Worried about bankruptcy ruining your chance of ever getting a credit card again? When filing for bankruptcy, it seems like you’ve got a choice between two evils: stay in your painful financial situation or go down a path that seemingly ruins your credit permanently.

It helps to know the good and bad of how filing for bankruptcy affects your credit card debt and credit score so that you can make an informed decision about your particular financial situation.

The Good: Filing for bankruptcy will get rid of your credit card debt.

When you file for Chapter 7 bankruptcy, the goal is to rid yourself of any “unsecured debt.” That means any debt that does not involve property (such as your house or car). If you want a clean slate, filing for Chapter 7 bankruptcy will eliminate your credit card debt. For many people, this is a huge sigh of relief and helps them rebuild their finances without the burden of worrying about overwhelming credit card debt.

The Bad: Bankruptcy will temporarily damage your credit score.

Wiping your credit card slate clean through Chapter 7 bankruptcy does come at a price. A few things may hit you hard:

  • Your credit score may go down between 100-250 points. The higher your credit score before bankruptcy, the more points you will lose. However, even if you had a low credit score before bankruptcy, your credit score may still take a hard hit. On the other hand, your future credit score may not look so bleak. The pulled credit reports for clients list the “existing credit score’ and the “estimated 12 month post-bankruptcy credit score.” In some cases, the net effect is positive. Now, whether that actually happens depends on whether you make your payments on time in the future, but the credit reports that are pulled from the 3 major credit reporting agencies often times project an increase in your credit score 12 months post-petition.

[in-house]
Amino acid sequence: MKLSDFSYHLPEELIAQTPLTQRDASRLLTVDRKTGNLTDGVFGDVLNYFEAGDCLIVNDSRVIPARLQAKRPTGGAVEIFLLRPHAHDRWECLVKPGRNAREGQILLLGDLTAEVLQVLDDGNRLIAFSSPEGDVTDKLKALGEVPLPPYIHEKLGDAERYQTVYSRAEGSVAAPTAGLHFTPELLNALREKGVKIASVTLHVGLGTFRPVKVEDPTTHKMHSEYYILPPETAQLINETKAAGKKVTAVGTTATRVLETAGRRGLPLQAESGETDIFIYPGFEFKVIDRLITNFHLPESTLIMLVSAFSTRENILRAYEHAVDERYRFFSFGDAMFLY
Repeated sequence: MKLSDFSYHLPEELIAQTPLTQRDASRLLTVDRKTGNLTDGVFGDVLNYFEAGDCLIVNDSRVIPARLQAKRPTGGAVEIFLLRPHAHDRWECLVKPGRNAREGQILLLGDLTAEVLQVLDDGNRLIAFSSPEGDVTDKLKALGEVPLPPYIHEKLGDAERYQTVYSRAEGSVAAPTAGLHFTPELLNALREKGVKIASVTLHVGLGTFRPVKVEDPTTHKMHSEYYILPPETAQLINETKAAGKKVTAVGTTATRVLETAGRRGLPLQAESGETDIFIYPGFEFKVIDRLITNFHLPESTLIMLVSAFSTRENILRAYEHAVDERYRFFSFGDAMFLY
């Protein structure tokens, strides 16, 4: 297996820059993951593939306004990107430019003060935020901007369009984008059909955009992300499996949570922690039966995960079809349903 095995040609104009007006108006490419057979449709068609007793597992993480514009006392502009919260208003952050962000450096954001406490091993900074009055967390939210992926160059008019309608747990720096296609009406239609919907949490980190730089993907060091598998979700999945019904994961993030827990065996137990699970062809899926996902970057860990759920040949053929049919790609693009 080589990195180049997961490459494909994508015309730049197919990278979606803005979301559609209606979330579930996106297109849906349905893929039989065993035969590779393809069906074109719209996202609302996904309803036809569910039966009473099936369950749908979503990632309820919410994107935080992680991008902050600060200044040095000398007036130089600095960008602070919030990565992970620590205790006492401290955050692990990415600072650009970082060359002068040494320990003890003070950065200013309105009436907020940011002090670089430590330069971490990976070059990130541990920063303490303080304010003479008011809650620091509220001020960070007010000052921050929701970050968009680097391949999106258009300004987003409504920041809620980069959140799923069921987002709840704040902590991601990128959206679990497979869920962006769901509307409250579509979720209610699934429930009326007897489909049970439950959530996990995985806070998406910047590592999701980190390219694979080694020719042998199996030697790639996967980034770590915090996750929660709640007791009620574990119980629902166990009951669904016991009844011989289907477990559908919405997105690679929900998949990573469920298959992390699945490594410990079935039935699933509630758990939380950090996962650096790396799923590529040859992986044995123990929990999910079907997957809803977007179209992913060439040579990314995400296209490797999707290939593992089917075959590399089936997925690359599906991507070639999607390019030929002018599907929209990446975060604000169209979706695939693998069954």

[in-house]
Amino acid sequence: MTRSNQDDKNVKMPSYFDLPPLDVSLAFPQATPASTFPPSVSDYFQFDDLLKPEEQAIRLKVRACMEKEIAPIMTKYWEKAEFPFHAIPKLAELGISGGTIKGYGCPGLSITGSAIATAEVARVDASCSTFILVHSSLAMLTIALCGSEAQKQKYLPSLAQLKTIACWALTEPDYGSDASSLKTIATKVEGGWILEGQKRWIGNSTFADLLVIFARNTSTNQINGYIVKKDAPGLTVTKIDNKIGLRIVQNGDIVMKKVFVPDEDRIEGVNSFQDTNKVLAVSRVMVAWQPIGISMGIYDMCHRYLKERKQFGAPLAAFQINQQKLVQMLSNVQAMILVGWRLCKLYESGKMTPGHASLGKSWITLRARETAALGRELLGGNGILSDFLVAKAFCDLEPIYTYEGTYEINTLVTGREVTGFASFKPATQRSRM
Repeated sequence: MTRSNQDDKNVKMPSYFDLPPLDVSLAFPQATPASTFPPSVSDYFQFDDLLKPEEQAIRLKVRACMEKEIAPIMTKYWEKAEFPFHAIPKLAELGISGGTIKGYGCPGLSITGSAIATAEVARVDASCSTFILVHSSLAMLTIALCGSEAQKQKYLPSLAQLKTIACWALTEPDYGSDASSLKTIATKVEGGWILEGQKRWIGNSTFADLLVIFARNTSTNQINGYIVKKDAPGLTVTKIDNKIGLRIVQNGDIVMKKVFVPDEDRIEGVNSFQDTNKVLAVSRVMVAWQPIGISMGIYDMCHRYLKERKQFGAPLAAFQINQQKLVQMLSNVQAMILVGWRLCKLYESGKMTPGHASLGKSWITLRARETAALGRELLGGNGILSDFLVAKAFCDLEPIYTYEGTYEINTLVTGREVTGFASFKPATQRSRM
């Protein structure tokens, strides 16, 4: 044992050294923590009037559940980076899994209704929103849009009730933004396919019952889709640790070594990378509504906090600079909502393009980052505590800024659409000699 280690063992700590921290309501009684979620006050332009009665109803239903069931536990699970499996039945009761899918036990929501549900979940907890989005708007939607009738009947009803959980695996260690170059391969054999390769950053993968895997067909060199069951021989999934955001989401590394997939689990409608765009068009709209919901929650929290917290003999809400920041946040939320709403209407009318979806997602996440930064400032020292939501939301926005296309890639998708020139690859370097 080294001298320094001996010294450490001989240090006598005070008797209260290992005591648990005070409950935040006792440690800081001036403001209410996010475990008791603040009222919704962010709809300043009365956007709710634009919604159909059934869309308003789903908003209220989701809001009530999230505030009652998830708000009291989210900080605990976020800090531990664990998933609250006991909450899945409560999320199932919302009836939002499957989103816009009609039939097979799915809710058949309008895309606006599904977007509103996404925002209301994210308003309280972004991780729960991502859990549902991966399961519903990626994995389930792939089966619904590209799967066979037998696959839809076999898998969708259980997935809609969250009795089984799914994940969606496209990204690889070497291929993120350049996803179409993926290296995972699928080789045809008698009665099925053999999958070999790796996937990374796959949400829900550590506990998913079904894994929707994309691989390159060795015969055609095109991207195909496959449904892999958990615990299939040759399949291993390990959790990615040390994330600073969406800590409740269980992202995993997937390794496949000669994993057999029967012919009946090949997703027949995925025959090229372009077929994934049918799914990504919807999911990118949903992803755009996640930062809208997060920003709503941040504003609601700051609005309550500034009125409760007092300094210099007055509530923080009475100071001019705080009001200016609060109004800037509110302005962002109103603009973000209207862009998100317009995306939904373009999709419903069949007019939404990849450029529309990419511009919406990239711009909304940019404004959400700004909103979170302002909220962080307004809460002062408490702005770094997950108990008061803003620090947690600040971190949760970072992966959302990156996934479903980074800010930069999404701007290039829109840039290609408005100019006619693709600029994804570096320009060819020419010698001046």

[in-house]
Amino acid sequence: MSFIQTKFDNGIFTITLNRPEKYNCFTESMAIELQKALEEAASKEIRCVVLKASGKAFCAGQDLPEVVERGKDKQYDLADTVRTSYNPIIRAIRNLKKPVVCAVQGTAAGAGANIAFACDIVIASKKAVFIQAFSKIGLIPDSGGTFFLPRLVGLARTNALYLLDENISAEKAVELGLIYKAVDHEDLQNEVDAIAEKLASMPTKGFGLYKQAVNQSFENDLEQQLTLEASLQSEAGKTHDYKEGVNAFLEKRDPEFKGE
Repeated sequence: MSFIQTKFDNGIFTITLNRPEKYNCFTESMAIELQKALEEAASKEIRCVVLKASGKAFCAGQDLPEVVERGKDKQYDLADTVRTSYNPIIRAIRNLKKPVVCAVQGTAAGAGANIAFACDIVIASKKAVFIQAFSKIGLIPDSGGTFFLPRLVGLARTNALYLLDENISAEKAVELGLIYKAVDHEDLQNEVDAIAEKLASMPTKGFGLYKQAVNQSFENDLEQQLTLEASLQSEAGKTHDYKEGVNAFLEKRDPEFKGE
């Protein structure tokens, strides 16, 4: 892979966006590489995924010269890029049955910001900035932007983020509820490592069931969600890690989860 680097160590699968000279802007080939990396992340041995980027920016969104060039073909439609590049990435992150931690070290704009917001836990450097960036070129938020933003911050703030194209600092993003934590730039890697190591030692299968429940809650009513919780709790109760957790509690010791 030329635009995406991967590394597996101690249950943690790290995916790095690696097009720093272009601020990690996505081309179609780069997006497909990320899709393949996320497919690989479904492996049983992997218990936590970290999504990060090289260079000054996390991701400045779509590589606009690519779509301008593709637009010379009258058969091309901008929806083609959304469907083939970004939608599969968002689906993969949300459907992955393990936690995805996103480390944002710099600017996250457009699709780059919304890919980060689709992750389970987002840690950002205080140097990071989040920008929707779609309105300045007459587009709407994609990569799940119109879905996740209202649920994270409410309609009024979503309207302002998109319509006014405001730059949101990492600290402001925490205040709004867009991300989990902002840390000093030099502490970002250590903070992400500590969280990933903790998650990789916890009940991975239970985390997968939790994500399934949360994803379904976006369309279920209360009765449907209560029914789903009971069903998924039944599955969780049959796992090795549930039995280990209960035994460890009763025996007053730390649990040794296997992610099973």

• You will have major problems getting credit. Trying to get a home loan, car loan, or normal credit card may become very difficult for a few years. However, a Chapter 7 bankruptcy (liquidation) does not disqualify you from obtaining a FHA-insured mortgage if at least 2 years have elapsed since the date of the bankruptcy. You must have re-established good credit or chosen not to incur new credit obligations. A period of less than 2 years, but not less than 12 months, may be acceptable if the borrower can show that the bankruptcy was caused by circumstances beyond his or her control, and has managed his or her financial affairs in a responsible manner. Always check with your lender because other mortgage insurers may have different guidelines.
  • You may have to pay high interest rates for any credit you do receive until you rebuild your credit. Because of your bankruptcy, you are seen by lenders as a risk. If you do receive credit, expect to pay a high interest rate, which means more money out of your pocket.

The Recovery: Stay on your best behavior as you dig your way out of your credit hole.

You can get your credit back—including getting a normal credit card again—in just a few months But you need to behave your absolute best financially.

  • Make every payment on time. No ifs, ands, or buts here. Every payment MUST be made on time. Just think—every on-time payment you make is another scoop of dirt that digs you out of your hole.
  • Keep your balances low. The common wisdom is to keep your credit balances at or below about 25% of your credit limit. In other words, don’t splurge and max out a credit card while you’re in recovery mode.
  • Start with secured, department store, and small bank credit cards. Don’t get tempted by credit card offers you receive in the email. These are often predatory lenders taking advantage of your bad financial situation. A secured credit card means you actually put up money ahead of time and that serves as the credit you draw upon. Stores, small banks, or credit unions may also offer credit cards with high interest rates and a lot of restrictions—but they do serve as ways you can re-establish credit.

 

Considering the costs of bankruptcy to your credit? Call us for a free consultation.

CategoryBankruptcy
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